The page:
If all the early running in developing the Internet was made in the United States, the development of the World Wide Web has been a truly international phenomenon. It began as a networked information project of Englishman Tim Berners-Lee at CERN (the European Laboratory for Particle Physics in Switzerland) in 1989. The aim was to build a distributed hypermedia system, that is, a system where information of interest to the scientific research community and in different file formats- text, pictures, movies, and so on - was stored across many different computers in different locations, and which could be accessed by pointing and clicking.
Once a graphical interface for the Web, Mosaic, was developed by the National Centre for Supercomputing Applications (NCSA) in Illinois, the project rapidly grew to cover more and more resources, computers and users across the Internet. In January 1993, there were just 50 World Wide Web servers world-wide: by October 1993 this number had grown to 500. Currently, there are over 1000 World Wide Web servers in the UK alone.
The Internet is not run by one company, although some corporate networks that form part of it may be. There is a voluntary body, called the Internet Society (or ISOC), which appoints a council of elders responsible for the technical management and direction of the Internet. But generally speaking the Internet is an informal, self-governing community. As in any social group, if members behave badly, the others shun them or let them know what they think about it.
Your company or school may have its own Internet rules. Find out what they are, and be sure to follow them.
There are a few general rules, however, that you should be aware of:
When you join the Internet, you may be asked if your intended use is Commercial, or Research and Education. If the latter, your calls may be routed in the US over subsidised federal NSFNET routes, rather than more expensive commercial ones. Research and Education users, therefore, should not subsequently engage in commercial activities over the Internet.
Even amongst company users, there is still a lot of feeling against blatant commercialism on the Internet. The ability to find out about commercial products is a good thing, and World Wide Web pages are particularly useful for this purpose, but most users do not want to be bombarded with unsolicited promotions.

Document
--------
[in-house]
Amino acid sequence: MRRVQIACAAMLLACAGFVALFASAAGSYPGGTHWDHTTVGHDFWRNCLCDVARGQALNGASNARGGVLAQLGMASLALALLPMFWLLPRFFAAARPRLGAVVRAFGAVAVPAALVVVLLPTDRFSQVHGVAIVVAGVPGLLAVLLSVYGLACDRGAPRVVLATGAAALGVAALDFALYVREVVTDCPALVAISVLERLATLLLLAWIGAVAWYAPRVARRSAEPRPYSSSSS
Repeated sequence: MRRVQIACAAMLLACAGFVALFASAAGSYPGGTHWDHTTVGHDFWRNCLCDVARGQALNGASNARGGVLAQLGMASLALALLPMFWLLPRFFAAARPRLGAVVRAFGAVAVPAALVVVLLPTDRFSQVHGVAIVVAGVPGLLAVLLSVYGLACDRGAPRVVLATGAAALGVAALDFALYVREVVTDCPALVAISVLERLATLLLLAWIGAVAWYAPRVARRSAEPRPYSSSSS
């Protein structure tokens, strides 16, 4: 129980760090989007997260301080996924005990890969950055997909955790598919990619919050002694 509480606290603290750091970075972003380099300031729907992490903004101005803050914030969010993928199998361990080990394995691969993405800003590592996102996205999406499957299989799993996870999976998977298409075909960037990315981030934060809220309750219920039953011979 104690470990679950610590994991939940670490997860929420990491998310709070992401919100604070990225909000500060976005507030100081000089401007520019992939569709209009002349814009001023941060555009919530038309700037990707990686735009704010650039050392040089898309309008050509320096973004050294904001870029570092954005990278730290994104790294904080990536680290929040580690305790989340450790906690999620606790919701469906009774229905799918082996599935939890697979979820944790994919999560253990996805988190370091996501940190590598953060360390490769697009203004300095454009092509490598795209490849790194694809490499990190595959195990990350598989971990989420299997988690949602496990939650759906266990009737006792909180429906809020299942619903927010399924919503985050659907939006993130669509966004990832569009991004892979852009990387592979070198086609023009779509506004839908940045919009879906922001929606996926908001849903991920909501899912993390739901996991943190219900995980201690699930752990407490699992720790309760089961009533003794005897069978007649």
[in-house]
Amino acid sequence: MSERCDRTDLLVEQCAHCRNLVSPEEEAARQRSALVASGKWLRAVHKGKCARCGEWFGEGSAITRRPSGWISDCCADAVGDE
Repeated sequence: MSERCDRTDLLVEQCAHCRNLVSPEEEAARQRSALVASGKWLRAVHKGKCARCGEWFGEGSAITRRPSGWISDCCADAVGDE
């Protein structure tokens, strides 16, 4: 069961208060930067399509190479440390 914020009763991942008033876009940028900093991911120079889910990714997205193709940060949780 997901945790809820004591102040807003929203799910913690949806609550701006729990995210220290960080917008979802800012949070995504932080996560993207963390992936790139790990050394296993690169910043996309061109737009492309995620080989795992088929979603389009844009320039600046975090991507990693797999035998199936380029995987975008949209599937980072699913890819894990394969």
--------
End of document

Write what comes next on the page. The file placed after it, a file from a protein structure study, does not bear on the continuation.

Through the Internet you can have access to information and products which are the result of personal, public or commercial research and development. Before you use these for your own purposes, make sure that you obtain any necessary permissions to do so.
The Internet is international, so anything you send could go anywhere in the world. Sending data to another country is considered to be exporting. Exporting any restricted information or product, or granting access to a supercomputer or sensitive database over the Internet may require an export licence. Usually, information that is available to the general public is not considered to be restricted, but information available in universities, government departments and companies may be. If in doubt, seek legal advice.
Because the Internet is so open and comparatively unfettered, it is also open to abuse. The main threats to the Internet are
The two are linked. If your employer or school is paying for your Internet connection, they will not take kindly to you participating in an all-day multi-user computer game over the Internet. Even if you are paying for your own connection, parts of the Internet (NSFNET, for example) are state-subsidised, and should not be abused in this way. If they are, there will be political pressure to cut the subsidy.
The same goes for personal attacks and rude and antisocial behaviour, and making obscene files available over the Internet. If this happens too often, those who pay for Internet will either withdraw funding, or impose restrictive controls on the network which reduce its effectiveness and ease of use.
If these very reasonable restrictions are borne in mind, the Internet is a very liberal environment, where individualism and self-expression are encouraged.